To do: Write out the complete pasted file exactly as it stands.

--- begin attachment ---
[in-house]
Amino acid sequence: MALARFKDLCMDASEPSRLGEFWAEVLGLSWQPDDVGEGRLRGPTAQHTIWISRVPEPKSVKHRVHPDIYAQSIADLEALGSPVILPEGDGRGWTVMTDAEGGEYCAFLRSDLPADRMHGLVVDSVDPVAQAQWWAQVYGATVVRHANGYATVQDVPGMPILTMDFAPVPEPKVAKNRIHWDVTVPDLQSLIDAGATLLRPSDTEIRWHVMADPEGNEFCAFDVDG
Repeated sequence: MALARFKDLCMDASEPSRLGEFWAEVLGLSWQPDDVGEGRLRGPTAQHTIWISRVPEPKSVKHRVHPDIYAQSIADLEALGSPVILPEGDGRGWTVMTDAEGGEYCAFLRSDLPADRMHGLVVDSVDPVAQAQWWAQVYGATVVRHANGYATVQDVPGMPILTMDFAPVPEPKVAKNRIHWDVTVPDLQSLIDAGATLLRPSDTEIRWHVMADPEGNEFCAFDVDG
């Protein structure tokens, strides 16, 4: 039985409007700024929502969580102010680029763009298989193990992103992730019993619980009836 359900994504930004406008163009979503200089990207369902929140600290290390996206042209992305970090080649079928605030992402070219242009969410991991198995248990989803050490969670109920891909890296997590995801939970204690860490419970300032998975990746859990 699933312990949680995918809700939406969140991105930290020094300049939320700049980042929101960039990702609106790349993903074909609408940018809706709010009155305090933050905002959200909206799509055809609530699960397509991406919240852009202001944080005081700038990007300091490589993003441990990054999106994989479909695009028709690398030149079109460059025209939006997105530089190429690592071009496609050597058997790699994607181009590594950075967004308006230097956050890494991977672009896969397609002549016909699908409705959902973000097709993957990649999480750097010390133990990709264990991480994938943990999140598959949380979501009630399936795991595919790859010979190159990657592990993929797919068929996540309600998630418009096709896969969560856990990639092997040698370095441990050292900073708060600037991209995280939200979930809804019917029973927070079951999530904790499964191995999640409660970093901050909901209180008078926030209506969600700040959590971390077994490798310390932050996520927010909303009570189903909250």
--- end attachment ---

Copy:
[in-house]
Amino acid sequence: MALARFKDLCMDASEPSRLGEFWAEVLGLSWQPDDVGEGRLRGPTAQHTIWISRVPEPKSVKHRVHPDIYAQSIADLEALGSPVILPEGDGRGWTVMTDAEGGEYCAFLRSDLPADRMHGLVVDSVDPVAQAQWWAQVYGATVVRHANGYATVQDVPGMPILTMDFAPVPEPKVAKNRIHWDVTVPDLQSLIDAGATLLRPSDTEIRWHVMADPEGNEFCAFDVDG
Repeated sequence: MALARFKDLCMDASEPSRLGEFWAEVLGLSWQPDDVGEGRLRGPTAQHTIWISRVPEPKSVKHRVHPDIYAQSIADLEALGSPVILPEGDGRGWTVMTDAEGGEYCAFLRSDLPADRMHGLVVDSVDPVAQAQWWAQVYGATVVRHANGYATVQDVPGMPILTMDFAPVPEPKVAKNRIHWDVTVPDLQSLIDAGATLLRPSDTEIRWHVMADPEGNEFCAFDVDG
């Protein structure tokens, strides 16, 4: 039985409007700024929502969580102010680029763009298989193990992103992730019993619980009836 359900994504930004406008163009979503200089990207369902929140600290290390996206042209992305970090080649079928605030992402070219242009969410991991198995248990989803050490969670109920891909890296997590995801939970204690860490419970300032998975990746859990 699933312990949680995918809700939406969140991105930290020094300049939320700049980042929101960039990702609106790349993903074909609408940018809706709010009155305090933050905002959200909206799509055809609530699960397509991406919240852009202001944080005081700038990007300091490589993003441990990054999106994989479909695009028709690398030149079109460059025209939006997105530089190429690592071009496609050597058997790699994607181009590594950075967004308006230097956050890494991977672009896969397609002549016909699908409705959902973000097709993957990649999480750097010390133990990709264990991480994938943990999140598959949380979501009630399936795991595919790859010979190159990657592990993929797919068929996540309600998630418009096709896969969560856990990639092997040698370095441990050292900073708060600037991209995280939200979930809804019917029973927070079951999530904790499964191995999640409660970093901050909901209180008078926030209506969600700040959590971390077994490798310390932050996520927010909303009570189903909250």